A new cruise line will begin homeporting from Port Canaveral, Florida in May, but Floridians – and most US citizens – cannot set sail. Marella Cruises’ Marella Discovery will depart from the world’s busiest passenger cruise port for the first time on May 7, 2023, but the UK-based cruise line is not easy for US citizens to book, as it is geared primarily for British holiday-seekers.
Marella Cruises From the US – But Not for US Cruisers
Marella Cruises is repositioning Marella Discovery to Port Canaveral for six months beginning in May, but despite being the busiest passenger cruise port in the world and a great departure point for cruisers from the United States, most US cruisers won’t be able to sail on the ship.
This is because Marella Cruises operates almost exclusively for British and European vacationers, and the most common bookings for the line, including the sailings for Marella Discovery, are package options that include airfare and the options for hotel nights for full travel arrangements.
Because the only available flights are from United Kingdom airports and a valid UK address is necessary for booking, this makes it nearly impossible for US cruisers to book one of these cruises.
Marella Cruises first intended to begin sailings from Port Canaveral in 2021, but postponed those plans due to the pandemic. Now, the ship is ready to set sail.
Marella Discovery Itineraries
Marella Discovery will offer a variety of unique itineraries from Port Canaveral, all but one of which are 7-night sailings.
The very first cruise, departing on May 7, 2023, is the “Sunshine State and Sands” itinerary, visiting Amber Cove, Grand Turk, and two ports in Florida – Key West and Miami. Similar itineraries in the coming months may substitute Bimini for Grand Turk, and of course itineraries are always subject to change.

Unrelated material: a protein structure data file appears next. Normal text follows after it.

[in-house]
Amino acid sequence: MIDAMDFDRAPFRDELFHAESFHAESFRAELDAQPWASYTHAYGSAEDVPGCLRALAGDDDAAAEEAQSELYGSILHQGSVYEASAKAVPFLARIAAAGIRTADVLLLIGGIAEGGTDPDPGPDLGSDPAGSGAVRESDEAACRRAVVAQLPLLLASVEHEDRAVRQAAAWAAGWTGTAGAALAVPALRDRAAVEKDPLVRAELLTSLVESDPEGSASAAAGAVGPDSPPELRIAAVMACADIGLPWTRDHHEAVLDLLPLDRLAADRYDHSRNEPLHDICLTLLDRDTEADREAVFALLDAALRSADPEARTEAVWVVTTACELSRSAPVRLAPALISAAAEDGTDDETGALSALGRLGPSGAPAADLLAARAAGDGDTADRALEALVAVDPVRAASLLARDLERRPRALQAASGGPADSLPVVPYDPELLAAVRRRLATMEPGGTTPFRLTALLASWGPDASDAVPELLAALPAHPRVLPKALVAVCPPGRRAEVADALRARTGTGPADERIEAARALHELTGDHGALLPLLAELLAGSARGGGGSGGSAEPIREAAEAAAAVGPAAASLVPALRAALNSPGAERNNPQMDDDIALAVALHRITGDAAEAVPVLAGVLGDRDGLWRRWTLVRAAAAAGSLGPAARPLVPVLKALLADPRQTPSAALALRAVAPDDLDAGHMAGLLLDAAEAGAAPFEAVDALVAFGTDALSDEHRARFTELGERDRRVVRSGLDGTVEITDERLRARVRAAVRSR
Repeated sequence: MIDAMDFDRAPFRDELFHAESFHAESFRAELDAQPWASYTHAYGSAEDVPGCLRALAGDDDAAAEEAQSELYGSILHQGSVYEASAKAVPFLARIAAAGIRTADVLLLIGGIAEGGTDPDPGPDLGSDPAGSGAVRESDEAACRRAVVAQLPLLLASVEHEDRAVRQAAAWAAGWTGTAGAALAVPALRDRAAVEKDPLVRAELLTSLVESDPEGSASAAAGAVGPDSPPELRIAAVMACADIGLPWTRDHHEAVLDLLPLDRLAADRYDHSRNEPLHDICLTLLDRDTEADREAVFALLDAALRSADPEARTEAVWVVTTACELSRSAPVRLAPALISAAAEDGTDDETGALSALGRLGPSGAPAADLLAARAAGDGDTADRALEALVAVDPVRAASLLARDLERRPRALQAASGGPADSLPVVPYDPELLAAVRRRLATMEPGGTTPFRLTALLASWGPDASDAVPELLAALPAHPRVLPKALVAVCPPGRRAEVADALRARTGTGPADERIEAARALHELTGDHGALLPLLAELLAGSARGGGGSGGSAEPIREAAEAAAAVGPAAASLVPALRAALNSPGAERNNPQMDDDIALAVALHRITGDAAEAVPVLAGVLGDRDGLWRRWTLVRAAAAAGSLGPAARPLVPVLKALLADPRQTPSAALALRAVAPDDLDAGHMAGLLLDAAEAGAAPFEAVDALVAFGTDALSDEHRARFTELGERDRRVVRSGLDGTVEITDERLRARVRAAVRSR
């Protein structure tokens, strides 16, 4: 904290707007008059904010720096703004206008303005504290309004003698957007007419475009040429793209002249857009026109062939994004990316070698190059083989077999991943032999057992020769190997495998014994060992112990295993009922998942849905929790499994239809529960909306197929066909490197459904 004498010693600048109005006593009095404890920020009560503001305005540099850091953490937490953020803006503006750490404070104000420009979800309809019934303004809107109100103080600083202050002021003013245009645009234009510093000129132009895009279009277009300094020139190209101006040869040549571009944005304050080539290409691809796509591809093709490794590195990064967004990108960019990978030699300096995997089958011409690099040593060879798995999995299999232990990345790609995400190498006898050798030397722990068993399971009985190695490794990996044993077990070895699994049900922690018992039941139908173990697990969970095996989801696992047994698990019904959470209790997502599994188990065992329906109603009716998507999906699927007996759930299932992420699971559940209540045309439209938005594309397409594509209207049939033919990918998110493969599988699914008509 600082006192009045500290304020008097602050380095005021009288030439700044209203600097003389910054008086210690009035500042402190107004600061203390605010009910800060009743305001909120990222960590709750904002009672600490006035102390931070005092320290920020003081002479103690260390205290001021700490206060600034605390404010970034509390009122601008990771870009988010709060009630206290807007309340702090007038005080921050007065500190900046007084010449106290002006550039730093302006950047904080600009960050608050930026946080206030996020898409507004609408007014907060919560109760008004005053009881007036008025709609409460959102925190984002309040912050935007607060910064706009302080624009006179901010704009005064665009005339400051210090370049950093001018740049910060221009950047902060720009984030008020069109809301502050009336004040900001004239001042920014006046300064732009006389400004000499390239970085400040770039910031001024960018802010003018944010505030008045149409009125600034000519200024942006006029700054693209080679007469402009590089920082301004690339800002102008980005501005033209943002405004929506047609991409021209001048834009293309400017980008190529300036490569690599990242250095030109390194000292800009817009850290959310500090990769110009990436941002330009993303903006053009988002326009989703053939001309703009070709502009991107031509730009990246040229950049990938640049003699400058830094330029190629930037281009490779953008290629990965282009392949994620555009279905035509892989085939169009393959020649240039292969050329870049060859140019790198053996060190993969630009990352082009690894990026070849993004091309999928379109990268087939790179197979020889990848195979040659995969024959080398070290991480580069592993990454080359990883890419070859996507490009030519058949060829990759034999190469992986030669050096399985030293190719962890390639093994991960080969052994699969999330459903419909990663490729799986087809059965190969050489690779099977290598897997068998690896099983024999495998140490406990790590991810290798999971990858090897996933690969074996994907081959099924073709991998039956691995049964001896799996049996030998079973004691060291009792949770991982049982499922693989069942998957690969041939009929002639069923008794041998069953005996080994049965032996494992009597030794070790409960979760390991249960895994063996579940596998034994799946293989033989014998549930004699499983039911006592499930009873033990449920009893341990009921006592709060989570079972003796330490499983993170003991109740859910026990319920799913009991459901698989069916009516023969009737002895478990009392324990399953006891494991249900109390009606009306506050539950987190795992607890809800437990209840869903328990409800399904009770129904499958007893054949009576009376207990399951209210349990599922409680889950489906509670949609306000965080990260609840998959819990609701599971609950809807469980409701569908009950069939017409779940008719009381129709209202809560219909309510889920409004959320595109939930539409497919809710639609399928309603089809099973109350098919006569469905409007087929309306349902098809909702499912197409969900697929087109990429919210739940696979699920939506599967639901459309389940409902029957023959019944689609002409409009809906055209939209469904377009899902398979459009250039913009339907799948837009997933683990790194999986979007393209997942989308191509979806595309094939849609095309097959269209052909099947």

The “American Dream” itinerary is another 7-night roundtrip that visits Charleston and New York, as well as Freeport in The Bahamas. The “Floridian Favourites” itinerary spends the week visiting top Florida destinations like Tampa and Fort Lauderdale, as well as Bimini or Nassau, depending on the departure date.
Of special interest is one 14-night autumn sailing, a round-trip “East Coast Adventure” departing Port Canaveral on October 22, just in time for excellent fall foliage.
That cruise will visit destination in New England and Canada, including Newport, Rhode Island; Bar Harbor, Maine; Boston, Massachusetts; and three ports in Canada – Saint John in New Brunswick and Sydney and Halifax in Nova Scotia.
On November 5, Marella Discovery will depart Port Canaveral on an 11-night repositioning sailing to Bridgetown, Barbados, with calls in Miami, New Orleans, and Amber Cove along the way. The ship will remain homeported in Bridgetown until May 2024.
Marella Discovery was originally constructed in 1995 as Splendour of the Seas for Royal Caribbean International, and was sold to TUI Cruises in 2016. The Vision-class ship sailed briefly as TUI Discovery before being rebranded as Marella Discovery in 2017.
The ship weighs in at 69,130 gross tons, with a passenger capacity of 1,830 guests along with up to 750 crew members.
Other Port Canaveral Cruise Options
While US cruisers may not be able to set sail aboard Marella Discovery, there are many other popular options from Port Canaveral.
Five major cruise lines – Carnival Cruise Line, Royal Caribbean International, Norwegian Cruise Line, MSC Cruises, and Disney Cruise Line – all use the central Florida port as a homeport, often with multiple ships of different classes, sizes, and designs offering a wide range of itineraries to The Bahamas, Mexico, and throughout the Caribbean.
Furthermore, Port Canaveral is also an occasional port of call visit for Norwegian Cruise Line, Royal Caribbean International, P&O Cruises, Costa Cruises, and other cruise lines.